Nonverbal Communication


The people of South Africa generally do not seem as concerned about clothing and brands compared to Western cultures, although they do typically wear casual western dress.  South African women wear saris. 


South African people are very friendly.  In small towns and villages, you always greet everyone that you pass and “try to use the proper honorific like Mr., Mrs., or Doctor.”  If you do not know a person’s name, but do know their occupation, still refer to them by their occupation.  For example “Mr. Fish-seller.”   Using a person’s nickname is also acceptable as long as the proper title is used in front.  For example, “Mr. Big Man.” 

Never introduce yourself to someone; wait until you are introduced.  Upon this first introduction, take the time to talk with them asking lots of questions.  Ask about their health, the health of family and friends, and even like livestock.  Make sure recognize their role in society, position, or occupation and use a title accordingly.  If you are being introduced to a large group, greet seniors first.  Out in public, men and women do not express any type of affection for each other.  It is a sign of friendship and trust, however for a man to hold a man’s hand and a woman to hold a woman’s hand. 


South Africans are very expressive people by nature and the use of hand gestures during conversation is common.  The following are several hand gestures used:

  • Raising the right hand in a first is regarded as a symbol for black power.
  • Holding both hands out in a cupped position is a gesture meaning what “the gift you may give me, will mean so much that I must hold it in two hands.
  • Placing your right hand over your mouth when yawning is considered polite.
  • Extending your hand with your palm facing outward and closing it so that your finger tips touch repeatedly so it looks like a “flapping is used to tell someone that their car blinker is on. 
  • Beating upon your breasts with your hands is viewed as a form of prayer among members of the Bantu tribe.
  • Spitting in the direction of a deity is regarded as a adoration.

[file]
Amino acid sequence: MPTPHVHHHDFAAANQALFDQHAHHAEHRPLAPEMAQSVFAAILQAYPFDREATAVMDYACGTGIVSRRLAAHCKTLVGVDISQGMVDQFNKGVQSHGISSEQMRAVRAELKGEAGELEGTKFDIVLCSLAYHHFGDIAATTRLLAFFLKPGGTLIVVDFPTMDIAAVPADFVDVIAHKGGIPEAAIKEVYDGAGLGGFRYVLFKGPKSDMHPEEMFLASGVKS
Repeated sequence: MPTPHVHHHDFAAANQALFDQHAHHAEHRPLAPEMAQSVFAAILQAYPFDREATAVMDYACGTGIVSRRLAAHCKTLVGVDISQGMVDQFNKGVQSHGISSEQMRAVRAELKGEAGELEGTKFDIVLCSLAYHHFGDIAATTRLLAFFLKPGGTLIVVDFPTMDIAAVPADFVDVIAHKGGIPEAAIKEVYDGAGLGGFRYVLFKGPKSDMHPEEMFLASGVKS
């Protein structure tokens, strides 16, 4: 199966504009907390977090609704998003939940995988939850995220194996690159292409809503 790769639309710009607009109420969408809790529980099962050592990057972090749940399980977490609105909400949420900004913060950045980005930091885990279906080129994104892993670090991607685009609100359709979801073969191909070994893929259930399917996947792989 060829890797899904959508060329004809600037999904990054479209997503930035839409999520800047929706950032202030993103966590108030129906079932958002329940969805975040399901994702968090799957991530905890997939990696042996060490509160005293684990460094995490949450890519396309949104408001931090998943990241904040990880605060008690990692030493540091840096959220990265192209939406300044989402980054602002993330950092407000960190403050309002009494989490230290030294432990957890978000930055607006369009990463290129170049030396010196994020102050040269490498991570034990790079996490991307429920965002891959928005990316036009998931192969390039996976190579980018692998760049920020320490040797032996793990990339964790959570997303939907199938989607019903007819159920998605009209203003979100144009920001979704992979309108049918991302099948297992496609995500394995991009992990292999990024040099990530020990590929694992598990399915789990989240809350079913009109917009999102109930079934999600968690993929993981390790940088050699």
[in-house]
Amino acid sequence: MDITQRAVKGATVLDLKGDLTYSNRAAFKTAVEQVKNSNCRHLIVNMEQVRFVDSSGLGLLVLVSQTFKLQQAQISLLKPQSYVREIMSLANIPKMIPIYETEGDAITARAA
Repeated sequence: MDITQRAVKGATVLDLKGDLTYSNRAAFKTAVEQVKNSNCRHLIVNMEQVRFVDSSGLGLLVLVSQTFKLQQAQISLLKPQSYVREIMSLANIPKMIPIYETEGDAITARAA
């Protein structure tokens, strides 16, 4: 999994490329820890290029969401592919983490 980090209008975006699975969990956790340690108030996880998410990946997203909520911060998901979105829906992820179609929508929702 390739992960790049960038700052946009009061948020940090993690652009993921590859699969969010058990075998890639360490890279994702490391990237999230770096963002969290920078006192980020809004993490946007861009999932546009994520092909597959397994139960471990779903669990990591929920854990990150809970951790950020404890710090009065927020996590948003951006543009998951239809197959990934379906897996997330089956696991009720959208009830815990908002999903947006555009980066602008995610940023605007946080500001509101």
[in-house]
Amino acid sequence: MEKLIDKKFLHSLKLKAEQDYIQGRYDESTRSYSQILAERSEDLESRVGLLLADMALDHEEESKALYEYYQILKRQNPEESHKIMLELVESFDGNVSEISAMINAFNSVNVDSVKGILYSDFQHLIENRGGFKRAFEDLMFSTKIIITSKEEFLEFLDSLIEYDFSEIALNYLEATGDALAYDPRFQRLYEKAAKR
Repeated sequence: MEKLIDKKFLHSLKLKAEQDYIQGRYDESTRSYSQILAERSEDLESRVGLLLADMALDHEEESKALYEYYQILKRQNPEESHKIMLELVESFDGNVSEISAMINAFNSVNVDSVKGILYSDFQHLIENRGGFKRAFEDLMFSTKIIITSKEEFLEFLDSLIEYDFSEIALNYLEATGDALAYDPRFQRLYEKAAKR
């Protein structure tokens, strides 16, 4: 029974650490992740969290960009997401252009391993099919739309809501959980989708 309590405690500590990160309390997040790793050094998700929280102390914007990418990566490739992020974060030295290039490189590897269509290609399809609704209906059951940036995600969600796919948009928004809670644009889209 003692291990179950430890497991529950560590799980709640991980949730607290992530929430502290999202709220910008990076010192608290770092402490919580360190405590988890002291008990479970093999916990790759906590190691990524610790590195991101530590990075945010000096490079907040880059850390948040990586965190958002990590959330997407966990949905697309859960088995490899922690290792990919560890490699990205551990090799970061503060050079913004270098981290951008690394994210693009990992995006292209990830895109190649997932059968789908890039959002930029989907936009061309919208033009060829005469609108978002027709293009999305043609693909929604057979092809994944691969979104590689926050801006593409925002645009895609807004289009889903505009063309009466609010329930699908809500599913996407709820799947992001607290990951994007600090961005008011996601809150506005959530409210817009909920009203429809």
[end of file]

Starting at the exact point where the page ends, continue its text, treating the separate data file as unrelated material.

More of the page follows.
Additional gestures and pictures can be viewed by clicking here.

    In contrast, the following three actions are viewed as being impolite:
  • Pointing a finger at someone
  • Standing close with speaking with someone
  • Speaking to someone while your hands are in your pockets.

Visiting & Gifts

When invited to someone’s home, it is generally expected that the guest will bring a gift.  If invited over for dinner, bringing a dessert is acceptable.  Other gifts that are acceptable to bring include flowers, good chocolates, or a bottle of good South African wine. If invited over for some other type of occasion, bringing something over for the hosts’ children is acceptable.  No matter what the gift is, if it is wrapped, it shows that the guest put in extra effort.  When giving these gifts in traditional South African homes, it is important to note that only people of the same sex give gifts; a man only gives gifts to a man, while a woman only gives gifts to a woman.  Make sure to never present a gift with the left hand and receive it with two.  It is polite to open to the gift in front of the receiver upon exchange.
If a guest asks for an invitation to someone’s house, they will never be refused.  Guests are welcome to come into people’s homes unannounced.  It is proper to avoid dropping by during mealtime.  The best times to drop by unannounced are in the late morning or early evening.

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Verbal Communication

South Africa is a very diverse country filled with many sub-cultures. Due to these sub-cultures, there are 11 different official languages that can be heard spoken throughout the country. The chart below lists the name of the language, a rough estimate of how many people speak it, and where it is spoken if it is geographically specific.


# of Speakers

Where it can be found



Republic of Nambia



Throughout South Africa



Ndebele communities



Southern South Africa



Throughout South Africa

Northern Sotho


Northern South Africa



Kingdom of Lesotho



Northern Cape






Limpopo Province



Limpopo Province

While looking at this data it is important to keep in mind several things. First, many South Africans can speak several of these languages due to moving around South Africa. It is also important to remember that due to the colonization of South Africa and the introduction of major cities such as Cape Town and Johannesburg, many people tend to learn other languages depending on what is predominantly spoken in these areas. However, it is very unique to see a country with so many official languages. It shows great diversity within their overall culture.

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